Alexandra Cheney looks at two of Porsche’s most exciting new releases, which harness the power of electric and hybrid power.
At this moment, the Byzantine power struggle within automobile manufacturing between electrified engines and turbocharged motors cannot be denied. Singular brands like Mercedes-Benz and Porsche choose to produce both types of vehicles simultaneously, sorting out their respective futures while continuing to perfect their gas-powered precedents.
Tremendous power: Porsche Taycan GTS Sport Turismo
As the first electric GTS, Taycan GTS Sport Turismo provides a total power output of 590 hp courtesy of two permanent-magnet electric motors, a 93.4 kWh Performance Battery Plus and its 800-volt architecture.
According to Porsche, Taycan can fast-charge (when a DC charger can be found) at speeds up to 270 kW, going from 5% to 80% in 22.5 minutes, all the while maintaining a 0-60 mph in 3.5 seconds. Translation: With each electric iteration, gas alternative vehicles are becoming easier to own, less difficult to figure out, and more fun to drive.
Make no mistake, the numbers speak for the popularity of this shooting brake; 28,640 Taycans were sold from January to September 2021, outpacing sales of the 911, the Panamera, 718 Boxster and 718 Cayman.
Where the Taycan GTS Sport Turismo thrives, however, is in its adaptability. Equally at home in the snow or on the track, thanks to its all-wheel drive, the balance of power is typically pushed to the rear wheels. Not overpowering or terribly torque heavy, as is often the case with electric engines, the GTS proves to be more drive style than naming convention.
More aggressive bumpers and side skirts come standard, as does a gloss black trim. The extended roofline, complete with a transparent roof, transfers seamlessly into the rear fender haunches. A proper wealth of touchscreens greet driver and passengers, including standard upper and lower central touchscreens and the curved-screen instrument display.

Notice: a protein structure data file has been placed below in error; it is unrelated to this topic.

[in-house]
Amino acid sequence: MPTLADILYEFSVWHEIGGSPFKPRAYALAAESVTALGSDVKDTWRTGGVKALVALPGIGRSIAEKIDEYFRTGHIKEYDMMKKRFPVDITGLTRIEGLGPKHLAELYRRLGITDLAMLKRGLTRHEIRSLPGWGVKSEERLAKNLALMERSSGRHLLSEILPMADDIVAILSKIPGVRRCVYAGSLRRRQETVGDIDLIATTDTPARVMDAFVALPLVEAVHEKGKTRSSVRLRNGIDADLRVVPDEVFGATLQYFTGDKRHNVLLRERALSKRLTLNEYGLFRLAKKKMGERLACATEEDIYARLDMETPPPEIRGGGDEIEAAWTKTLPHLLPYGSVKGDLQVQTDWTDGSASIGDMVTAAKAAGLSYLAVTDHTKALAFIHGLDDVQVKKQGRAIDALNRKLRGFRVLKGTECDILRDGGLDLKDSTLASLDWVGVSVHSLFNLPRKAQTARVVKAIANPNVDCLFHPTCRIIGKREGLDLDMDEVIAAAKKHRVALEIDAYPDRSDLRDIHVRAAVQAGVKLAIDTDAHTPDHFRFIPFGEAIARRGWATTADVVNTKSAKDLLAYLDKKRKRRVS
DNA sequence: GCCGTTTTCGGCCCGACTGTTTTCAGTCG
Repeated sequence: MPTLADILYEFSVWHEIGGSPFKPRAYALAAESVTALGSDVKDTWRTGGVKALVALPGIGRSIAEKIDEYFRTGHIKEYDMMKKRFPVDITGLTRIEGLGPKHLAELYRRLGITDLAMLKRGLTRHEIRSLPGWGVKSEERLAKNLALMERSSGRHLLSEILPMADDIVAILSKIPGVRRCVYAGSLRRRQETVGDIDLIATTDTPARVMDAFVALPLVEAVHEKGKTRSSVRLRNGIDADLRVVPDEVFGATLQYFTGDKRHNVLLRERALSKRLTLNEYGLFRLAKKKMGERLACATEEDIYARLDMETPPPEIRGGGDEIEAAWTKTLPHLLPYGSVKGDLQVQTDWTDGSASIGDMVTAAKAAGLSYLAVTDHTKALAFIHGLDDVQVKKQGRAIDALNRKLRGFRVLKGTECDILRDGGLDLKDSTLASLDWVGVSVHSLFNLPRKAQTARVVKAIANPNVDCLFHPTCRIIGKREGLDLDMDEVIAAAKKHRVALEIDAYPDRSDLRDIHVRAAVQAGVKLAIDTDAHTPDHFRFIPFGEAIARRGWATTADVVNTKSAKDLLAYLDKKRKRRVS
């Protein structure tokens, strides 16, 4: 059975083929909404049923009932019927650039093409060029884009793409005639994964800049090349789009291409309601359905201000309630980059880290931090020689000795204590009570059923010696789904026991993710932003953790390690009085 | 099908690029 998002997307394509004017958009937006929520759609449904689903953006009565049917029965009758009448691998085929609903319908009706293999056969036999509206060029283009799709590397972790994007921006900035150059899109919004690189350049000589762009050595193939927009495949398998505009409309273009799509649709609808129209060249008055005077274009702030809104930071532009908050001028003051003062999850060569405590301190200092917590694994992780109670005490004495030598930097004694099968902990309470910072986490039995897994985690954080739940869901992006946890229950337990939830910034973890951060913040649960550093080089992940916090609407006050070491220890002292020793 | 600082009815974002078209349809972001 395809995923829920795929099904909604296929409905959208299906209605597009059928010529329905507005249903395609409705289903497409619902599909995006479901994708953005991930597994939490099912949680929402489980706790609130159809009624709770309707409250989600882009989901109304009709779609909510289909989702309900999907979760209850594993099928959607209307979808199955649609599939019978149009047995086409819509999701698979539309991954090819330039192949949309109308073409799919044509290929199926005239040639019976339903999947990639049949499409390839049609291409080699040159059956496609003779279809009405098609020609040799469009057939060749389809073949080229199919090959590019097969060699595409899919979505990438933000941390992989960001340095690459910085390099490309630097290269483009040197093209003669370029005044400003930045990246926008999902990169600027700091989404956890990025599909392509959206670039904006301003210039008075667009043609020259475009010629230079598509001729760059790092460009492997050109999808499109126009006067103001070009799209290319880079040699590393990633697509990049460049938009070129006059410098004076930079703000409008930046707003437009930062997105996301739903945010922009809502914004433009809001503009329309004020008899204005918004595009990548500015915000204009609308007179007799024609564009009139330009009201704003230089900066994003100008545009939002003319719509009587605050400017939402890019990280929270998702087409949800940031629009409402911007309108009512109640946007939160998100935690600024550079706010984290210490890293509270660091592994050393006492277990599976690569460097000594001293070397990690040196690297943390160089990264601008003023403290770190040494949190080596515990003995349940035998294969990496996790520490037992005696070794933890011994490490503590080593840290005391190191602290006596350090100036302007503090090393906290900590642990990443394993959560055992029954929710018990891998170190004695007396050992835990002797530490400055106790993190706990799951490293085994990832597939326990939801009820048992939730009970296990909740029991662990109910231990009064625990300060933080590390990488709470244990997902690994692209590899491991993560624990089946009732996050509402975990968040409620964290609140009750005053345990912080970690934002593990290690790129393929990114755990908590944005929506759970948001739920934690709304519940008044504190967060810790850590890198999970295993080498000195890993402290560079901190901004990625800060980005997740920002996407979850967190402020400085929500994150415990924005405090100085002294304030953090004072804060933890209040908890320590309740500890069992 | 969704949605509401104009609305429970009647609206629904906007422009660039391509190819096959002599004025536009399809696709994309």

However, quite smartly, the brand retains some hard switches and controls in an effort to allow owners to retain the familiarity of former, perhaps non-electric Porsches in the midst of a larger transition.
Porsche Taycan GTS Sport Turismo from $133,300, porsche.com
Still racing: Porsche Panamera Platinum Edition
From 1950 to 1954, the Carrera Panamericana was held in Mexico, challenging participating vehicles for more than 1,800 miles over the course of seven days. While speed mattered, it was endurance and reliability that ultimately won.
The Panamera, now in its second generation, derives its moniker from not only the race itself, but the sentiment that rides shotgun. Since its launch in 2010, the four-door luxury station wagon has become a kind of hatchback for consumers. No fewer than 24 model variants now grace the Panamera lineup, with a selection of conventional options plus plug-in-hybrid powertrains.
New for 2022, the Platinum 4 E-Hybrid Platinum Edition features a twin-turbocharged V6 and 455 hp. One of three new models, this edition spotlights the brand’s adaptive air suspension — more specifically, the Porsche Active Suspension Management (PASM), which allows the driver to select different ride heights and levels of firmness.
The result is a spectrum of possibility when it comes to ride comfort and handling. Entirely at home leaning into and pulling out of the curves of Sunset Boulevard — where one or two other Panameras may have been passed — the Platinum Edition held gazes thanks to its mélange of interspersed satin and gloss finishes.
Although the brand is firmly steeped in electrification, it’s worth noting that the Panamera cements Porsche into a once controversial (albeit aging) segment. While some consumers are laser-focused on future products, there’s a robust market for others that remain curious but cautious. The Panamera is there to greet them, with 21-inch design sport wheels, black sport tailpipes, door sill guards in brushed aluminum and 14-way comfort seats.
Porsche 2022 Platinum 4 E-Hybrid Platinum Edition from $115,200, porsche.com
This article appears in the 04 Mar 2022 issue of the New Statesman, Spring 2022